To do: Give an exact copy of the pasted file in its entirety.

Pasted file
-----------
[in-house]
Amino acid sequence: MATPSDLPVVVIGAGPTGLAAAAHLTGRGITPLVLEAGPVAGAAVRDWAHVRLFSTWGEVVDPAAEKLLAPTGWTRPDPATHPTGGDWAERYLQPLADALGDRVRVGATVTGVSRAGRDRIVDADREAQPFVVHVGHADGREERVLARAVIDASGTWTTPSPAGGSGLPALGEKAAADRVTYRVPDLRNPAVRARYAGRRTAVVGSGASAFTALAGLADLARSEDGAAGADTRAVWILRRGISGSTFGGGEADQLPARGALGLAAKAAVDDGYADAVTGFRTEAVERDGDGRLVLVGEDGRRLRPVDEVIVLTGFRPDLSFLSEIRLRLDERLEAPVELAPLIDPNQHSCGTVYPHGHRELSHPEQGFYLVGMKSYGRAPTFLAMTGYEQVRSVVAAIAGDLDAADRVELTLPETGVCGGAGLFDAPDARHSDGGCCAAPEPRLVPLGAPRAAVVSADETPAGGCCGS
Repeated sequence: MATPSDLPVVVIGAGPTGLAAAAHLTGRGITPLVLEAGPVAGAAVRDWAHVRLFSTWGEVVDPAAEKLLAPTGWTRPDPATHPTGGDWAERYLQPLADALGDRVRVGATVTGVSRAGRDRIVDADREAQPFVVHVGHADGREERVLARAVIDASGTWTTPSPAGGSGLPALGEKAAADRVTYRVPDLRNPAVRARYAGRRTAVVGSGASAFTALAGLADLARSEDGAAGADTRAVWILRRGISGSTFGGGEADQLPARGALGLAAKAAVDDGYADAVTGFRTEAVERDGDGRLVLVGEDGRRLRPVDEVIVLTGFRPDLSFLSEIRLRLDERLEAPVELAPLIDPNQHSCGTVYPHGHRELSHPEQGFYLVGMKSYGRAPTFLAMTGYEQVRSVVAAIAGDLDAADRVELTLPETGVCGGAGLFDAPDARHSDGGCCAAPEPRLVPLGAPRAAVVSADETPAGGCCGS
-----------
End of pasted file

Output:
[in-house]
Amino acid sequence: MATPSDLPVVVIGAGPTGLAAAAHLTGRGITPLVLEAGPVAGAAVRDWAHVRLFSTWGEVVDPAAEKLLAPTGWTRPDPATHPTGGDWAERYLQPLADALGDRVRVGATVTGVSRAGRDRIVDADREAQPFVVHVGHADGREERVLARAVIDASGTWTTPSPAGGSGLPALGEKAAADRVTYRVPDLRNPAVRARYAGRRTAVVGSGASAFTALAGLADLARSEDGAAGADTRAVWILRRGISGSTFGGGEADQLPARGALGLAAKAAVDDGYADAVTGFRTEAVERDGDGRLVLVGEDGRRLRPVDEVIVLTGFRPDLSFLSEIRLRLDERLEAPVELAPLIDPNQHSCGTVYPHGHRELSHPEQGFYLVGMKSYGRAPTFLAMTGYEQVRSVVAAIAGDLDAADRVELTLPETGVCGGAGLFDAPDARHSDGGCCAAPEPRLVPLGAPRAAVVSADETPAGGCCGS
Repeated sequence: MATPSDLPVVVIGAGPTGLAAAAHLTGRGITPLVLEAGPVAGAAVRDWAHVRLFSTWGEVVDPAAEKLLAPTGWTRPDPATHPTGGDWAERYLQPLADALGDRVRVGATVTGVSRAGRDRIVDADREAQPFVVHVGHADGREERVLARAVIDASGTWTTPSPAGGSGLPALGEKAAADRVTYRVPDLRNPAVRARYAGRRTAVVGSGASAFTALAGLADLARSEDGAAGADTRAVWILRRGISGSTFGGGEADQLPARGALGLAAKAAVDDGYADAVTGFRTEAVERDGDGRLVLVGEDGRRLRPVDEVIVLTGFRPDLSFLSEIRLRLDERLEAPVELAPLIDPNQHSCGTVYPHGHRELSHPEQGFYLVGMKSYGRAPTFLAMTGYEQVRSVVAAIAGDLDAADRVELTLPETGVCGGAGLFDAPDARHSDGGCCAAPEPRLVPLGAPRAAVVSADETPAGGCCGS